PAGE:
Q2 2022 Update: When consumer sentiment hits rock bottom.

The volatility from the first quarter carried into the second as stocks dipped into bear-market territory and sentiment hit decade lows. The driver continues to be the concern of inflated prices and if the requisite interest rate hikes to cool inflation will cause a deep economic downturn.


On that note, the second half of June revealed green shoots of optimism for the disinflation camp. Commodity prices and crude oil prices are down from their mid-June highs. Brent crude hit a June-high of $126/bl and is trading at $101 as of this writing. The Bloomberg Commodity ETF (BCI) is down about -19% from its June highs. Moreover, we are seeing sustained price relief in the Manufacturing PMI price index. The Manufacturing PMI prices index hit a peak in March of 75 and has steadily declined each month with readings of 73.5, 70.2 and 65.2 in June. Lastly, the PMI supplier deliveries index continues to improve after hitting its slowest month in April with a reading of 67.2. May and June were 65.7 and 57.3, respectively. For this number, a lower reading indicates faster deliveries.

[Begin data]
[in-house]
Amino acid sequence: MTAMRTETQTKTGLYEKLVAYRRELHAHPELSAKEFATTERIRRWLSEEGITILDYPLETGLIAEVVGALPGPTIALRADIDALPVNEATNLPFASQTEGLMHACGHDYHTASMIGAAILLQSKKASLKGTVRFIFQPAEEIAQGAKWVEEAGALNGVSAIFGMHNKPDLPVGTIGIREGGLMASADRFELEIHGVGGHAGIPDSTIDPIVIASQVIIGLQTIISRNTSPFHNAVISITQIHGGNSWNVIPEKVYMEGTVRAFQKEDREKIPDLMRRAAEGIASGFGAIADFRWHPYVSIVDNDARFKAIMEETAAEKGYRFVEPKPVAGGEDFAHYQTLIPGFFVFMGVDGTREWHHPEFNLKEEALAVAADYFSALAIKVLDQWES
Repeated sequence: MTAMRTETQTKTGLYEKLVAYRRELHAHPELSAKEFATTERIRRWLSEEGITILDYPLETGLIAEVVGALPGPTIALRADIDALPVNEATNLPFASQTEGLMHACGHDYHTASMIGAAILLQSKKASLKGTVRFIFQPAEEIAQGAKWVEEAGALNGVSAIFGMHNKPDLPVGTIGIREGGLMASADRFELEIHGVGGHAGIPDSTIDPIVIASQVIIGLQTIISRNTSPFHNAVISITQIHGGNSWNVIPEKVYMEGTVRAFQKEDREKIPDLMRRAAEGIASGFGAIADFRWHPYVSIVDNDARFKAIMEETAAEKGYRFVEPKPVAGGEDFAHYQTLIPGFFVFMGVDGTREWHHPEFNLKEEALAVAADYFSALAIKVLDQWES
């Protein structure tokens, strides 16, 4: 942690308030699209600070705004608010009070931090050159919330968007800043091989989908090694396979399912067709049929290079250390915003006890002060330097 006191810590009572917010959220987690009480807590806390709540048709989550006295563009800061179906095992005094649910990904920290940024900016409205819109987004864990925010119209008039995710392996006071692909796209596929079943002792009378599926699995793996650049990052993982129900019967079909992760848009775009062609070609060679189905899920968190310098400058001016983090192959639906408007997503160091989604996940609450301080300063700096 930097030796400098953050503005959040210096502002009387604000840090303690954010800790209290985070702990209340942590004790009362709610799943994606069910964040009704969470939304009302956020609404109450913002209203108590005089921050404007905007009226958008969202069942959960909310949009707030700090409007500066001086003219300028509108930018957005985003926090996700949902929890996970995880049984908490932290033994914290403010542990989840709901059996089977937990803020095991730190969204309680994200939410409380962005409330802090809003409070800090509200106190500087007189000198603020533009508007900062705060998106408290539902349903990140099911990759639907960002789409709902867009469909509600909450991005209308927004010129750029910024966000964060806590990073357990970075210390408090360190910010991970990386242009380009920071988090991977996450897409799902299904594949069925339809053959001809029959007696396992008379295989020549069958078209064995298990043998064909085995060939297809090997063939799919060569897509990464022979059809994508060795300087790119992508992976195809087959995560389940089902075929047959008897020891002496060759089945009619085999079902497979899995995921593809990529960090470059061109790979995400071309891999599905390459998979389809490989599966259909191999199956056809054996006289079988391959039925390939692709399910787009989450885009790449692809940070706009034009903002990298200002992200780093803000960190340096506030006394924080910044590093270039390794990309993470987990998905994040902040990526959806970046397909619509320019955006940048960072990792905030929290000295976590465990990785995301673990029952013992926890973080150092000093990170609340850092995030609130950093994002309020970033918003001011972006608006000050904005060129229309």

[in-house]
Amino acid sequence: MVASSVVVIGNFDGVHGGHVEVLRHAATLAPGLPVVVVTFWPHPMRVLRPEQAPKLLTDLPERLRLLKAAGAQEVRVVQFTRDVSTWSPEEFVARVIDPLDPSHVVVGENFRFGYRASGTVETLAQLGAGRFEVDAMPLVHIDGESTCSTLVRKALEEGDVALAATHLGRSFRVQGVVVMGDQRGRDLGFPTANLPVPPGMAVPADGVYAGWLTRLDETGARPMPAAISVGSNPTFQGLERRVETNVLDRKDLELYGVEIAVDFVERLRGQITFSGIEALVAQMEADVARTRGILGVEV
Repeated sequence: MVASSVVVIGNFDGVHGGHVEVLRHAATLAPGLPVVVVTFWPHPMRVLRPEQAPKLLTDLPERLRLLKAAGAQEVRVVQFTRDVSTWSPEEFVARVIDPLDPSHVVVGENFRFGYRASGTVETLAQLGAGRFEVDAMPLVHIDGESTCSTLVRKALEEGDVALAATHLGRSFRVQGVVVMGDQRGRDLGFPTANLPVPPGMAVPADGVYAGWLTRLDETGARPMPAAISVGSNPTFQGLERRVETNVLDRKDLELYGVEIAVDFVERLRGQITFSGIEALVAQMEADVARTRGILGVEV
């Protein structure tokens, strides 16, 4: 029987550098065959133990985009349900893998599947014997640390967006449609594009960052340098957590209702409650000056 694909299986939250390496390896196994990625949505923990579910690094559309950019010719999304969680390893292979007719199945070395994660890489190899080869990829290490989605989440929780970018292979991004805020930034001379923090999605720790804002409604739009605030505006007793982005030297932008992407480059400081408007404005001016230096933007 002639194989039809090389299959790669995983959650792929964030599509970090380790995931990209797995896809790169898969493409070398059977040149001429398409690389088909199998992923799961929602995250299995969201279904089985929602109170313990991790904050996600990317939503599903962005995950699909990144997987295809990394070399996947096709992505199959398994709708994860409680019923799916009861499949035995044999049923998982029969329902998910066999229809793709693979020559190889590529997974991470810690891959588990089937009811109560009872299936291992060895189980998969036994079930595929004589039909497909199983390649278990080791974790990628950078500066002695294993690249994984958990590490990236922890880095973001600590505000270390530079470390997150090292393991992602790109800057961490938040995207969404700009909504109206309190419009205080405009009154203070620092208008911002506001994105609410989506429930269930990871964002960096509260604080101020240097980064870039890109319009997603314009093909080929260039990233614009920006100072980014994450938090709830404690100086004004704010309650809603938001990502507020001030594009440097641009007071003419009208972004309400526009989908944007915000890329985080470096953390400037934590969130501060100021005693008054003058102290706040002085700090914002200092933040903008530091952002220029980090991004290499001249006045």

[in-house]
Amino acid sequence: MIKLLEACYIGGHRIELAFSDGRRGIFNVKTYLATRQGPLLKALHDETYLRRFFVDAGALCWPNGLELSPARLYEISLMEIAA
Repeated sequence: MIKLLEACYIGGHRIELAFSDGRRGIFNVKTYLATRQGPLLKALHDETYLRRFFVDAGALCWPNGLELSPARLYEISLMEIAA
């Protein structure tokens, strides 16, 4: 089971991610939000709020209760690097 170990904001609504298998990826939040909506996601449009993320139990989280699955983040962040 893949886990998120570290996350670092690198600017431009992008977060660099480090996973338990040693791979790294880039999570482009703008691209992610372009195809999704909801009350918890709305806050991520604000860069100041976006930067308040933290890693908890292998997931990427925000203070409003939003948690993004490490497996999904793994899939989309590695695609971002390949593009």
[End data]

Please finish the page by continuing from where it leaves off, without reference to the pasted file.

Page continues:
Finally, let’s see what information we can gather when consumer sentiment hits multi-year low points. JP Morgan created a helpful chart that shows low points in consumer sentiment and the subsequent 12-month return from that sentiment reading. Sentiment hit its lowest point since 1980 in June of this year. The subsequent 12-month returns in the previous 8 sentiment troughs averaged +24.9% on the S&P 500. No one knows where the exact market bottom will be. However, this is a very helpful data point to keep in mind when sentiment is dire, and volatility is running high. It reminds me of Wayne Gretzky’s quote, “Skate to where the puck is going, not where it has been.”


Thank you for your confidence and support in what we love to do.

Sincerely,



Cory Michael Nakamura CFA, CFP®, PPC®

Chief Investment Strategist


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